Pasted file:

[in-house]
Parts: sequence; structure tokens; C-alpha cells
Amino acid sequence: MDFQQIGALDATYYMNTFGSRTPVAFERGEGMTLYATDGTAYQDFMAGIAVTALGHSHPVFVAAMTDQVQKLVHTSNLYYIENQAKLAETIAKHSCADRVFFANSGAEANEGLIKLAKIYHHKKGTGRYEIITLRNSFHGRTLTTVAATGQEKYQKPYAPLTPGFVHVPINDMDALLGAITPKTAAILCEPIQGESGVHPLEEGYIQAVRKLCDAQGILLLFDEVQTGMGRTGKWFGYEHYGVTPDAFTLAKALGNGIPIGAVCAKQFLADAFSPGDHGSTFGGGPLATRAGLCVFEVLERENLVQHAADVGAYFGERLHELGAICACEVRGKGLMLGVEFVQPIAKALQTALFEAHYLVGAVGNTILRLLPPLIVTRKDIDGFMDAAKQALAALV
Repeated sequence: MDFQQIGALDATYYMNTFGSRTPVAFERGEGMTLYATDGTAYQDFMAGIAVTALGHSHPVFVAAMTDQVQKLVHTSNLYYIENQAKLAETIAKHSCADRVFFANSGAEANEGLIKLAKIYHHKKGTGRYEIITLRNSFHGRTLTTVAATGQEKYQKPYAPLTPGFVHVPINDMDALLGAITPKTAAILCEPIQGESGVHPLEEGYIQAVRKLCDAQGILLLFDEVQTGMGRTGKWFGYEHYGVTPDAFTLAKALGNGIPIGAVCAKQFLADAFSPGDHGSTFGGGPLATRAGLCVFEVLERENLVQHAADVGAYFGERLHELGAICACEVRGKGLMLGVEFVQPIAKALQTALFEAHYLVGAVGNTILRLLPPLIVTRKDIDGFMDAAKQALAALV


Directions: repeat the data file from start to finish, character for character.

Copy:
[in-house]
Parts: sequence; structure tokens; C-alpha cells
Amino acid sequence: MDFQQIGALDATYYMNTFGSRTPVAFERGEGMTLYATDGTAYQDFMAGIAVTALGHSHPVFVAAMTDQVQKLVHTSNLYYIENQAKLAETIAKHSCADRVFFANSGAEANEGLIKLAKIYHHKKGTGRYEIITLRNSFHGRTLTTVAATGQEKYQKPYAPLTPGFVHVPINDMDALLGAITPKTAAILCEPIQGESGVHPLEEGYIQAVRKLCDAQGILLLFDEVQTGMGRTGKWFGYEHYGVTPDAFTLAKALGNGIPIGAVCAKQFLADAFSPGDHGSTFGGGPLATRAGLCVFEVLERENLVQHAADVGAYFGERLHELGAICACEVRGKGLMLGVEFVQPIAKALQTALFEAHYLVGAVGNTILRLLPPLIVTRKDIDGFMDAAKQALAALV
Repeated sequence: MDFQQIGALDATYYMNTFGSRTPVAFERGEGMTLYATDGTAYQDFMAGIAVTALGHSHPVFVAAMTDQVQKLVHTSNLYYIENQAKLAETIAKHSCADRVFFANSGAEANEGLIKLAKIYHHKKGTGRYEIITLRNSFHGRTLTTVAATGQEKYQKPYAPLTPGFVHVPINDMDALLGAITPKTAAILCEPIQGESGVHPLEEGYIQAVRKLCDAQGILLLFDEVQTGMGRTGKWFGYEHYGVTPDAFTLAKALGNGIPIGAVCAKQFLADAFSPGDHGSTFGGGPLATRAGLCVFEVLERENLVQHAADVGAYFGERLHELGAICACEVRGKGLMLGVEFVQPIAKALQTALFEAHYLVGAVGNTILRLLPPLIVTRKDIDGFMDAAKQALAALV